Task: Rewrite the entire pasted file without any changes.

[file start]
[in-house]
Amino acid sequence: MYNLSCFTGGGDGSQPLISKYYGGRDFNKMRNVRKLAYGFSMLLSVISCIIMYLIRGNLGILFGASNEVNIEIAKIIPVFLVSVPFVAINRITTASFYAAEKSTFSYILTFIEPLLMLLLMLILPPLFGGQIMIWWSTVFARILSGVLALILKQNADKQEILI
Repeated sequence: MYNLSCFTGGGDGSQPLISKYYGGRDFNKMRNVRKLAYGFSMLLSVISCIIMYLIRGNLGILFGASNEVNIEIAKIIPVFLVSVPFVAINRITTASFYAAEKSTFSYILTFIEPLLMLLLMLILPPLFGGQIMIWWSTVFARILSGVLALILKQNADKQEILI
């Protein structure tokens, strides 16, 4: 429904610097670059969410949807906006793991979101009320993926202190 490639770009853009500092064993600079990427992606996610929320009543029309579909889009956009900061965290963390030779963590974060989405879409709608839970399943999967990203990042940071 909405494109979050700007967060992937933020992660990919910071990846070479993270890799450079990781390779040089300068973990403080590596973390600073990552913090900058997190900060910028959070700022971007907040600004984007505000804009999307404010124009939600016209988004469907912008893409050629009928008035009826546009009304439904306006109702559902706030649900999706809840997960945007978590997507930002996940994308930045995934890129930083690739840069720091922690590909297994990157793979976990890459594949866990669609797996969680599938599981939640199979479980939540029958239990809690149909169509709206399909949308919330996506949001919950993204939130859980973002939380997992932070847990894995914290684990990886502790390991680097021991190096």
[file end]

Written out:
[in-house]
Amino acid sequence: MYNLSCFTGGGDGSQPLISKYYGGRDFNKMRNVRKLAYGFSMLLSVISCIIMYLIRGNLGILFGASNEVNIEIAKIIPVFLVSVPFVAINRITTASFYAAEKSTFSYILTFIEPLLMLLLMLILPPLFGGQIMIWWSTVFARILSGVLALILKQNADKQEILI
Repeated sequence: MYNLSCFTGGGDGSQPLISKYYGGRDFNKMRNVRKLAYGFSMLLSVISCIIMYLIRGNLGILFGASNEVNIEIAKIIPVFLVSVPFVAINRITTASFYAAEKSTFSYILTFIEPLLMLLLMLILPPLFGGQIMIWWSTVFARILSGVLALILKQNADKQEILI
């Protein structure tokens, strides 16, 4: 429904610097670059969410949807906006793991979101009320993926202190 490639770009853009500092064993600079990427992606996610929320009543029309579909889009956009900061965290963390030779963590974060989405879409709608839970399943999967990203990042940071 909405494109979050700007967060992937933020992660990919910071990846070479993270890799450079990781390779040089300068973990403080590596973390600073990552913090900058997190900060910028959070700022971007907040600004984007505000804009999307404010124009939600016209988004469907912008893409050629009928008035009826546009009304439904306006109702559902706030649900999706809840997960945007978590997507930002996940994308930045995934890129930083690739840069720091922690590909297994990157793979976990890459594949866990669609797996969680599938599981939640199979479980939540029958239990809690149909169509709206399909949308919330996506949001919950993204939130859980973002939380997992932070847990894995914290684990990886502790390991680097021991190096």